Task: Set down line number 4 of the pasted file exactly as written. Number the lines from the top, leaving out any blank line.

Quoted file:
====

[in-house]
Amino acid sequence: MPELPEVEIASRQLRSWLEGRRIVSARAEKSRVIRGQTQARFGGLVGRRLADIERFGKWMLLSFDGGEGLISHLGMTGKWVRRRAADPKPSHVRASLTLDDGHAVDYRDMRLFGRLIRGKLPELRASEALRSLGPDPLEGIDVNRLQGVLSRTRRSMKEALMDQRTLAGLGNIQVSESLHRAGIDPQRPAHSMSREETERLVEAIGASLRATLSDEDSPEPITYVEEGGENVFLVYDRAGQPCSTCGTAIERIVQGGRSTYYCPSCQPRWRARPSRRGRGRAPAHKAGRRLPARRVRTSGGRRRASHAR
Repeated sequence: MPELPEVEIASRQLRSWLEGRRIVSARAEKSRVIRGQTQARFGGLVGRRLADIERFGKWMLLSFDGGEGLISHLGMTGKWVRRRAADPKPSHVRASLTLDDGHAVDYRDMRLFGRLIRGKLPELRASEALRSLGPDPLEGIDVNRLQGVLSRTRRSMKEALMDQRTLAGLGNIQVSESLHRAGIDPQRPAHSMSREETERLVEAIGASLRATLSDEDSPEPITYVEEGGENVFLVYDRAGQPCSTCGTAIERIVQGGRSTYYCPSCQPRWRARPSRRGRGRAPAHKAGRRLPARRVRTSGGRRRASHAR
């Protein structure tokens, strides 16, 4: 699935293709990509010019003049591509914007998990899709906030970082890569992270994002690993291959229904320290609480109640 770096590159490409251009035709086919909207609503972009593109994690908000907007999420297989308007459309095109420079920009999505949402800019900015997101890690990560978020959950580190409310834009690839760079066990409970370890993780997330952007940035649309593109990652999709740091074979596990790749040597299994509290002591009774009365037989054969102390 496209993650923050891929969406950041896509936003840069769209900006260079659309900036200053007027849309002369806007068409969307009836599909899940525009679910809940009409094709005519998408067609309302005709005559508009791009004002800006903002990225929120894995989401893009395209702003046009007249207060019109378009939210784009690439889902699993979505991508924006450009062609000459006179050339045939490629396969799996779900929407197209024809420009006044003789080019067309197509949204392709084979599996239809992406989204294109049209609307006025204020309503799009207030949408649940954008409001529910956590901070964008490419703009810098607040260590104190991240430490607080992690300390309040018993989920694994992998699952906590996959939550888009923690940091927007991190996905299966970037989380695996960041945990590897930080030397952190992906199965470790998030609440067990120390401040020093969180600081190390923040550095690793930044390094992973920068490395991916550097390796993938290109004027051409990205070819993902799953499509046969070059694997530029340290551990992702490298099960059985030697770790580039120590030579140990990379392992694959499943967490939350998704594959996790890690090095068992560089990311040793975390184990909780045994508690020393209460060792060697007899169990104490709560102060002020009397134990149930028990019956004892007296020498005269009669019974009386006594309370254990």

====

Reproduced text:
């Protein structure tokens, strides 16, 4: 699935293709990509010019003049591509914007998990899709906030970082890569992270994002690993291959229904320290609480109640 770096590159490409251009035709086919909207609503972009593109994690908000907007999420297989308007459309095109420079920009999505949402800019900015997101890690990560978020959950580190409310834009690839760079066990409970370890993780997330952007940035649309593109990652999709740091074979596990790749040597299994509290002591009774009365037989054969102390 496209993650923050891929969406950041896509936003840069769209900006260079659309900036200053007027849309002369806007068409969307009836599909899940525009679910809940009409094709005519998408067609309302005709005559508009791009004002800006903002990225929120894995989401893009395209702003046009007249207060019109378009939210784009690439889902699993979505991508924006450009062609000459006179050339045939490629396969799996779900929407197209024809420009006044003789080019067309197509949204392709084979599996239809992406989204294109049209609307006025204020309503799009207030949408649940954008409001529910956590901070964008490419703009810098607040260590104190991240430490607080992690300390309040018993989920694994992998699952906590996959939550888009923690940091927007991190996905299966970037989380695996960041945990590897930080030397952190992906199965470790998030609440067990120390401040020093969180600081190390923040550095690793930044390094992973920068490395991916550097390796993938290109004027051409990205070819993902799953499509046969070059694997530029340290551990992702490298099960059985030697770790580039120590030579140990990379392992694959499943967490939350998704594959996790890690090095068992560089990311040793975390184990909780045994508690020393209460060792060697007899169990104490709560102060002020009397134990149930028990019956004892007296020498005269009669019974009386006594309370254990």